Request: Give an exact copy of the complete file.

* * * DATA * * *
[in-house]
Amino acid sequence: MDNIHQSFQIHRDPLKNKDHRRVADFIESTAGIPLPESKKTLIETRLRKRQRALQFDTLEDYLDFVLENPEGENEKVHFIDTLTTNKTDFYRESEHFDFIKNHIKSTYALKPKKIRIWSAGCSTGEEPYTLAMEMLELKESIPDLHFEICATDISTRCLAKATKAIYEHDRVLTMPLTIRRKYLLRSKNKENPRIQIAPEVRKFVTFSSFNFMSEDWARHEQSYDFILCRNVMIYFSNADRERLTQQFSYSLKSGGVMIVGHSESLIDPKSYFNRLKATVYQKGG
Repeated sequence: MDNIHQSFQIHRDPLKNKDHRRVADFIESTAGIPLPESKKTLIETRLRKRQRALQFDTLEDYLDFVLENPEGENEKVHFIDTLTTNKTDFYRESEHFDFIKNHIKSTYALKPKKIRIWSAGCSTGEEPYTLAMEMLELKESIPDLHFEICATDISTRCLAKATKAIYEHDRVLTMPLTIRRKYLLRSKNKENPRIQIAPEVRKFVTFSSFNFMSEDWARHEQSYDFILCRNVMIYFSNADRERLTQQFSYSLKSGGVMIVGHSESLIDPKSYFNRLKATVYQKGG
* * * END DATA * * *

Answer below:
[in-house]
Amino acid sequence: MDNIHQSFQIHRDPLKNKDHRRVADFIESTAGIPLPESKKTLIETRLRKRQRALQFDTLEDYLDFVLENPEGENEKVHFIDTLTTNKTDFYRESEHFDFIKNHIKSTYALKPKKIRIWSAGCSTGEEPYTLAMEMLELKESIPDLHFEICATDISTRCLAKATKAIYEHDRVLTMPLTIRRKYLLRSKNKENPRIQIAPEVRKFVTFSSFNFMSEDWARHEQSYDFILCRNVMIYFSNADRERLTQQFSYSLKSGGVMIVGHSESLIDPKSYFNRLKATVYQKGG
Repeated sequence: MDNIHQSFQIHRDPLKNKDHRRVADFIESTAGIPLPESKKTLIETRLRKRQRALQFDTLEDYLDFVLENPEGENEKVHFIDTLTTNKTDFYRESEHFDFIKNHIKSTYALKPKKIRIWSAGCSTGEEPYTLAMEMLELKESIPDLHFEICATDISTRCLAKATKAIYEHDRVLTMPLTIRRKYLLRSKNKENPRIQIAPEVRKFVTFSSFNFMSEDWARHEQSYDFILCRNVMIYFSNADRERLTQQFSYSLKSGGVMIVGHSESLIDPKSYFNRLKATVYQKGG